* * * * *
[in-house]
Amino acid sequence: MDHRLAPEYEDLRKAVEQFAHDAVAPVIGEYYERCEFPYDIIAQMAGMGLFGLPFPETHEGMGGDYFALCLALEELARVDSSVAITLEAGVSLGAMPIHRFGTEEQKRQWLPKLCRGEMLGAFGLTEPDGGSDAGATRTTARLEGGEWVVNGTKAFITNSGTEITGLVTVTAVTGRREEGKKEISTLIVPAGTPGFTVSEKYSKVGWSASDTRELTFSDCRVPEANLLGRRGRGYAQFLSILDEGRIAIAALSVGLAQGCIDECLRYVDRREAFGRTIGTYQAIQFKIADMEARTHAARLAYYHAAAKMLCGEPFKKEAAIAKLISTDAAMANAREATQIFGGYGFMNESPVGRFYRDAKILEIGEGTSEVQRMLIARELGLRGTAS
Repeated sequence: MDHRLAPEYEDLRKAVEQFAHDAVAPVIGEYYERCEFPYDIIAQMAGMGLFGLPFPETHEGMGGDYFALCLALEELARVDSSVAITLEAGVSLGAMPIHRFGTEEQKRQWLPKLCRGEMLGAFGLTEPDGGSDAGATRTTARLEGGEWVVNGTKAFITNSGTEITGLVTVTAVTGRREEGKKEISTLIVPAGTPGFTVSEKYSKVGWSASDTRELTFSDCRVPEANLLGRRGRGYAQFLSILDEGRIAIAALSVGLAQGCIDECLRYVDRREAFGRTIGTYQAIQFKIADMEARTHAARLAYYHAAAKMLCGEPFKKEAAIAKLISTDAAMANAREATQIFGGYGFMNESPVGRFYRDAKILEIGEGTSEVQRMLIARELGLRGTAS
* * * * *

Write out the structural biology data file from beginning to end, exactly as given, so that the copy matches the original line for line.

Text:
[in-house]
Amino acid sequence: MDHRLAPEYEDLRKAVEQFAHDAVAPVIGEYYERCEFPYDIIAQMAGMGLFGLPFPETHEGMGGDYFALCLALEELARVDSSVAITLEAGVSLGAMPIHRFGTEEQKRQWLPKLCRGEMLGAFGLTEPDGGSDAGATRTTARLEGGEWVVNGTKAFITNSGTEITGLVTVTAVTGRREEGKKEISTLIVPAGTPGFTVSEKYSKVGWSASDTRELTFSDCRVPEANLLGRRGRGYAQFLSILDEGRIAIAALSVGLAQGCIDECLRYVDRREAFGRTIGTYQAIQFKIADMEARTHAARLAYYHAAAKMLCGEPFKKEAAIAKLISTDAAMANAREATQIFGGYGFMNESPVGRFYRDAKILEIGEGTSEVQRMLIARELGLRGTAS
Repeated sequence: MDHRLAPEYEDLRKAVEQFAHDAVAPVIGEYYERCEFPYDIIAQMAGMGLFGLPFPETHEGMGGDYFALCLALEELARVDSSVAITLEAGVSLGAMPIHRFGTEEQKRQWLPKLCRGEMLGAFGLTEPDGGSDAGATRTTARLEGGEWVVNGTKAFITNSGTEITGLVTVTAVTGRREEGKKEISTLIVPAGTPGFTVSEKYSKVGWSASDTRELTFSDCRVPEANLLGRRGRGYAQFLSILDEGRIAIAALSVGLAQGCIDECLRYVDRREAFGRTIGTYQAIQFKIADMEARTHAARLAYYHAAAKMLCGEPFKKEAAIAKLISTDAAMANAREATQIFGGYGFMNESPVGRFYRDAKILEIGEGTSEVQRMLIARELGLRGTAS